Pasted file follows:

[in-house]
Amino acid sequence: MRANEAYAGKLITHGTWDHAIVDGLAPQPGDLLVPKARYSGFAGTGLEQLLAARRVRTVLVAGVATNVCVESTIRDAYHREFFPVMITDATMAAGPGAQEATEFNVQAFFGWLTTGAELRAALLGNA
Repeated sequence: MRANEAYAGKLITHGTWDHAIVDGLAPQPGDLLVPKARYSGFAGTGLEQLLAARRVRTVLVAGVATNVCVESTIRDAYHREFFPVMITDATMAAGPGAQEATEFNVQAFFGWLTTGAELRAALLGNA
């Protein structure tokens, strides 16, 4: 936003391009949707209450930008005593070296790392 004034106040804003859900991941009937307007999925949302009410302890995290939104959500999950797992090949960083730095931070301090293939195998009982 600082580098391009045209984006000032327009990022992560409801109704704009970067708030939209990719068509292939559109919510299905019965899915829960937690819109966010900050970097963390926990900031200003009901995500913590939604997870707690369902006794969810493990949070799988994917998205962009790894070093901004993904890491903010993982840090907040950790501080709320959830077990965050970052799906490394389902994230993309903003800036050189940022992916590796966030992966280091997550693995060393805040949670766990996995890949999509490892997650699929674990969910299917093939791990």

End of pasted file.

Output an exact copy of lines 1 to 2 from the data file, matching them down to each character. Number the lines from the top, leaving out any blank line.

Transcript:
[in-house]
Amino acid sequence: MRANEAYAGKLITHGTWDHAIVDGLAPQPGDLLVPKARYSGFAGTGLEQLLAARRVRTVLVAGVATNVCVESTIRDAYHREFFPVMITDATMAAGPGAQEATEFNVQAFFGWLTTGAELRAALLGNA